Dontcheff

On gathering dictionary statistics: do I analyze the SYS schema?

In Database tuning, DBA, Grid Control, Oracle database on June 4, 2011 at 21:29

Attorneys specialize nowadays in neighbor’s-trees-blocking-your-view litigation, I try to specialize in fine-grain-database-tuning.

First you specialize in databases, then you narrow to Oracle, then you specialize in performance tuning. And then I narrow to certain types of tuning: I think automatic tuning is the future. But who knows, I have often been wrong before. People ask me: “Julian, are you getting lazy nowadays that you do not want to do the manual work?”

Anyway, you express opinion on a certain subject, some people take it for granted, some want to see a bulletproof one. So, how about this question: should we analyze the SYS schema? “Beats me” is the most common answer.

Rusted DBAs who still go memory lane 7.3.4 after a glass of whiskey will probably tell you no way! But most DBAs from the new school have already read 245051.1, where it clearly says: “In Oracle 10g collecting of data dictionary statistics is mandatory for CBO to work properly”.

1. Dictionary Statistics. In another MOS note, 457926.1, we read the following: “Gather_schema_stats gathers statistics for objects owned by the SYS Schema. We recommend gathering statistics for the SYS schema, specifically if you are using Oracle APPS.” Here is more:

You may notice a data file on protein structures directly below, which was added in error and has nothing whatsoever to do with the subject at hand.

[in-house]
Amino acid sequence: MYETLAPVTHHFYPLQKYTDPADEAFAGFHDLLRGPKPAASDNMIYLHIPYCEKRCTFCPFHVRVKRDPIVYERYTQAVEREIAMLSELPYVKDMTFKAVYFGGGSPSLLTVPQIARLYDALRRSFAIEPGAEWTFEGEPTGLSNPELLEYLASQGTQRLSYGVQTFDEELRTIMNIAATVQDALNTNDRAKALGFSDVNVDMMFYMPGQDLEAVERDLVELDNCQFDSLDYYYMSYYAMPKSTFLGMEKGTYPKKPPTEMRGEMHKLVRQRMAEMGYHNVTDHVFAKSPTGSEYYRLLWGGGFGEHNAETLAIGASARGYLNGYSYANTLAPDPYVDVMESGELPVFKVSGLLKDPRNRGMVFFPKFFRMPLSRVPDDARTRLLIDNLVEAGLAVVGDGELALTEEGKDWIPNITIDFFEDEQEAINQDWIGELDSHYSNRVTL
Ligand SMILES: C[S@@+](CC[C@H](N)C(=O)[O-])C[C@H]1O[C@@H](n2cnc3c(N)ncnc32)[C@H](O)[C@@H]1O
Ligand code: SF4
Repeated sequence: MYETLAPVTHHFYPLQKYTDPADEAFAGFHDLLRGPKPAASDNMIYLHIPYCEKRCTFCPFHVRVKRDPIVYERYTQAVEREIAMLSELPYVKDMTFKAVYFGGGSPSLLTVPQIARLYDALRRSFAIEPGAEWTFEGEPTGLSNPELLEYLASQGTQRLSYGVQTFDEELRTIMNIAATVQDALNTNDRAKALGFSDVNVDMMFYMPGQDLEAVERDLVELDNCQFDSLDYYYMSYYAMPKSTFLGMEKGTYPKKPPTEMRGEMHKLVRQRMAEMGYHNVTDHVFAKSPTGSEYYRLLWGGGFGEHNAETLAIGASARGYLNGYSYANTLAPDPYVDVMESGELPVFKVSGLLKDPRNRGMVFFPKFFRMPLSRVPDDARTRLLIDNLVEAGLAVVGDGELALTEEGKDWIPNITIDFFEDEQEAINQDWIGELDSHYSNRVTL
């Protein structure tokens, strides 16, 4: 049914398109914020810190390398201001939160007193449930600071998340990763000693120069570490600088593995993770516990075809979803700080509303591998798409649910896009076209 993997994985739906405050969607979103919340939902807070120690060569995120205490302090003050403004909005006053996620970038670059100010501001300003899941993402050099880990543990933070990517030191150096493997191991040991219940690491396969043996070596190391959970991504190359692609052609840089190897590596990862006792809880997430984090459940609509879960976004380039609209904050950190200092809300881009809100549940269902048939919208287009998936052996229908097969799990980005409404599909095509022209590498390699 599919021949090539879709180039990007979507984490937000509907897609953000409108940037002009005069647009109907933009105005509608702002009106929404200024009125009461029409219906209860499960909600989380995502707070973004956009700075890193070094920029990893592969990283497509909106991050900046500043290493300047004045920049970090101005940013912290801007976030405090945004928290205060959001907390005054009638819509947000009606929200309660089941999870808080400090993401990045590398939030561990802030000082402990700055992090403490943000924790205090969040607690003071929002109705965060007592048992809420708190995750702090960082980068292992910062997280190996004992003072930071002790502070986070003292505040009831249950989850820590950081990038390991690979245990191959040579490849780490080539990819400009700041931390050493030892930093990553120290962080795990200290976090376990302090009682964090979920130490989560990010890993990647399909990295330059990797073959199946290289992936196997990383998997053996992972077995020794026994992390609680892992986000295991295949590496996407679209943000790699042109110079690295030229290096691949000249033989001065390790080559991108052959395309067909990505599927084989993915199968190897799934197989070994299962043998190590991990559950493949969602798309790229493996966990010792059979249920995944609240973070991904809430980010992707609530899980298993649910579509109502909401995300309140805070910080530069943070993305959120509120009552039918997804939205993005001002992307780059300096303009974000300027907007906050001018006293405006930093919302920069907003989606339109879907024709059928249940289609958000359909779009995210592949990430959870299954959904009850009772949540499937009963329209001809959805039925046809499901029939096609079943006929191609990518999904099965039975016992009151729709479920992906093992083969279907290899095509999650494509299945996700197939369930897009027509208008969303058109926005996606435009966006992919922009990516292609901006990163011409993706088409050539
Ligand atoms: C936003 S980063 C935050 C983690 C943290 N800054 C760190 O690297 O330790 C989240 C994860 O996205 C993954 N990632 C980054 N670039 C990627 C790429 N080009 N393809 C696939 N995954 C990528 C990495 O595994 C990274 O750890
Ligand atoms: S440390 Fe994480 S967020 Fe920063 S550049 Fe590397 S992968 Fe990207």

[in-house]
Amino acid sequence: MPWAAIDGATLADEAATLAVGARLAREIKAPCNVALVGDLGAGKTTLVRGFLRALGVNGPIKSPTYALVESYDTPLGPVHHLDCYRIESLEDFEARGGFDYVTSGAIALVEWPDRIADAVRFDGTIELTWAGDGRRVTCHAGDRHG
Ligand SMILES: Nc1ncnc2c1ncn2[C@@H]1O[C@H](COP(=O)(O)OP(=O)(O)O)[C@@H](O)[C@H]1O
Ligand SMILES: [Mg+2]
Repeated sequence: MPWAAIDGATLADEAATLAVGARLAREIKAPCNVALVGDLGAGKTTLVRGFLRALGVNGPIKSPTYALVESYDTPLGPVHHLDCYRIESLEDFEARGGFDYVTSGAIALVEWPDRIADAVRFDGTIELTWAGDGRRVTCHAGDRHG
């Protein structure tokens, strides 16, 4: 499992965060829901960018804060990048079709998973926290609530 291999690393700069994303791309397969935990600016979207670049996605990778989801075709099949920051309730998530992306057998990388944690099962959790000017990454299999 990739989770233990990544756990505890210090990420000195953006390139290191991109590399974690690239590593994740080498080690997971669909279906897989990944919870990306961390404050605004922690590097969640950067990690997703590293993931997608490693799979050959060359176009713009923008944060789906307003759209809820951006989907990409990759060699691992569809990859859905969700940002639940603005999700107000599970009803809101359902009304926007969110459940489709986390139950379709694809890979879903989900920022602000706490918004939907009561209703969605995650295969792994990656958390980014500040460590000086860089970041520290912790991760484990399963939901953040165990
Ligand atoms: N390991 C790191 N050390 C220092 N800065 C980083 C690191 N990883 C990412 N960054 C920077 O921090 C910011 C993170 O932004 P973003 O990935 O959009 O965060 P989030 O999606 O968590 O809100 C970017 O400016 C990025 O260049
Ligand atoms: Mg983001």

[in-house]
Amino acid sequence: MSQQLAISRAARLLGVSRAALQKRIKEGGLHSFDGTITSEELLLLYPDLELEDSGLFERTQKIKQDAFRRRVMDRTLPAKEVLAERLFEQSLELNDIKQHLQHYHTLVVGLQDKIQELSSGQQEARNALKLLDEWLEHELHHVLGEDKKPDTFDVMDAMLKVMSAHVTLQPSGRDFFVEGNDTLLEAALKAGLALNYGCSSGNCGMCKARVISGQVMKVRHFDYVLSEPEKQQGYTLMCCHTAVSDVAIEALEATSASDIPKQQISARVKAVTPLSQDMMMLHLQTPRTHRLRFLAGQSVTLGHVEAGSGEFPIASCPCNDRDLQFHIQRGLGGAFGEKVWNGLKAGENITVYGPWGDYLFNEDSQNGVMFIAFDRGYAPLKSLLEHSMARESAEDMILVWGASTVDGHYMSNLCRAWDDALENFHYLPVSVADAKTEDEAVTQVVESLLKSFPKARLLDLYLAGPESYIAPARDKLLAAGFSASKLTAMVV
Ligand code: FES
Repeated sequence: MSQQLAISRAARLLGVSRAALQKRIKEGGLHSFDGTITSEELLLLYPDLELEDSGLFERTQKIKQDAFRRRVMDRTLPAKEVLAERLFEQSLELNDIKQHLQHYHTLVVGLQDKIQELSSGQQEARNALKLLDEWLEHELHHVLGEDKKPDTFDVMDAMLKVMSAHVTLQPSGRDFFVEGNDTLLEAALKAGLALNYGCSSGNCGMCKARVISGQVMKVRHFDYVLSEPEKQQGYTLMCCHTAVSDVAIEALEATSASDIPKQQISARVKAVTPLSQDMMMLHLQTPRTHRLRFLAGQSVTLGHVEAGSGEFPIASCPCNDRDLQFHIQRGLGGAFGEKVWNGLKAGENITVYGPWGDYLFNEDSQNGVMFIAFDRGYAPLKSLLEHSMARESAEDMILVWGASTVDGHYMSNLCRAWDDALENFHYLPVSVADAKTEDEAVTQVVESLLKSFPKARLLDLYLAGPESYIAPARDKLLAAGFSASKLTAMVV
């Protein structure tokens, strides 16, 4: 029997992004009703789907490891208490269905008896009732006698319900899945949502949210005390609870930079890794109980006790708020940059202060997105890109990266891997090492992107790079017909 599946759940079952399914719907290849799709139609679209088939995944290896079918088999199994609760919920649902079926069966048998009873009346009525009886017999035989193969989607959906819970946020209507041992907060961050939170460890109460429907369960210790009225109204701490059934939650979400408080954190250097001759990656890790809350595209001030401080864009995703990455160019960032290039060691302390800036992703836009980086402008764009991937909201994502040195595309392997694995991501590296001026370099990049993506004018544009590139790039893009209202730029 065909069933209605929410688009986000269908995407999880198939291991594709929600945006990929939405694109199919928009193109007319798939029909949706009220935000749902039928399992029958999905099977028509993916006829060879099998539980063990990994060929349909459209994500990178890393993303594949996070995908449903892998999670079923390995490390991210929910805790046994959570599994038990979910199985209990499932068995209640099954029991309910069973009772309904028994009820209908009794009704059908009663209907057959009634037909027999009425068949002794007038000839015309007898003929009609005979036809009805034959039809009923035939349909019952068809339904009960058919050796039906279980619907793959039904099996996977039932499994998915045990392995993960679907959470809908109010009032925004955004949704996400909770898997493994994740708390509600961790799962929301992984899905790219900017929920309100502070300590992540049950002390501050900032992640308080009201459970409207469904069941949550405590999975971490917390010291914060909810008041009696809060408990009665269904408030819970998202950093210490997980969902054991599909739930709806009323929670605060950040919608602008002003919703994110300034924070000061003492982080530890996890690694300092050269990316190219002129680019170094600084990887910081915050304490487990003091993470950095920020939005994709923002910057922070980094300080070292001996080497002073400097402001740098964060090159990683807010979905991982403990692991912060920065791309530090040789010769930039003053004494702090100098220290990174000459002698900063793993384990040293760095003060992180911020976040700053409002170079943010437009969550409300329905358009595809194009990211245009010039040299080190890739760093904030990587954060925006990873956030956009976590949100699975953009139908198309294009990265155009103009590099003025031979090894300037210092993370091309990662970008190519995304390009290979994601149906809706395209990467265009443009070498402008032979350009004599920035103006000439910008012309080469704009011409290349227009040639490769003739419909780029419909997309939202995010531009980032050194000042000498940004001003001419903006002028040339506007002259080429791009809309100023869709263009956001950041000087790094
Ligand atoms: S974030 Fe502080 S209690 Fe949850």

2- SQL Performance Analyzer. Question is, is this enough convincing? Granted that all we have seen documented and praised, implemented in reality is not always a one-to-one match. Right?

Solution is to use the SQL Performance Analyzer with a SQL Tuning set containing only system queries. Delete the data dictionary statistics first, flush the shared pool and analyze the SYS schema without publishing the statistics. I did it and here is the report (click on the picture to enlarge the image):

22% improvement is nothing great but at least it clearly shows that you better analyze SYS than not. Of course, with a different SQL set you might have a different result. Try for yourself! Look at the top 10 statements affecting the performance, I witnessed the following:

Have a look also at the following good articles: Data Dictionary Statistics Gathering and
Gathering System Statistics in Oracle.

3. How and when to gather SYS stats. Granted we agree that we have to analyze SYS, it would be quite natural to ask: when and how often? Usually, I would do this after big changes to the database. Like creation of a new schema with lots of objects, before/after big datapump operations, etc. Check for example: Poor Performance With DataPump Export on Large Databases [ID 473423.1]

Or even better have it as a database job. If you check “Oracle Sun Database Machine Application Best Practices for Data Warehousing” [ID 1094934.1], you will note the following:

“When to gather dictionary statistics: Statistics on the dictionary tables will be maintained via the automatic statistics gathering job run during the nightly maintenance window. If you choose to switch off the automatic statistics gathering job for your main application schema consider leaving it on for the dictionary tables. You can do this by changing the value of AUTOSTATS_TARGET to ORACLE instead of AUTO using the procedure DBMS_STATS.SET_GLOBAL_PREF.

EXEC DBMS_STATS.SET_GLOBAL_PREFS(AUTOSTATS_TARGET,’ORACLE’);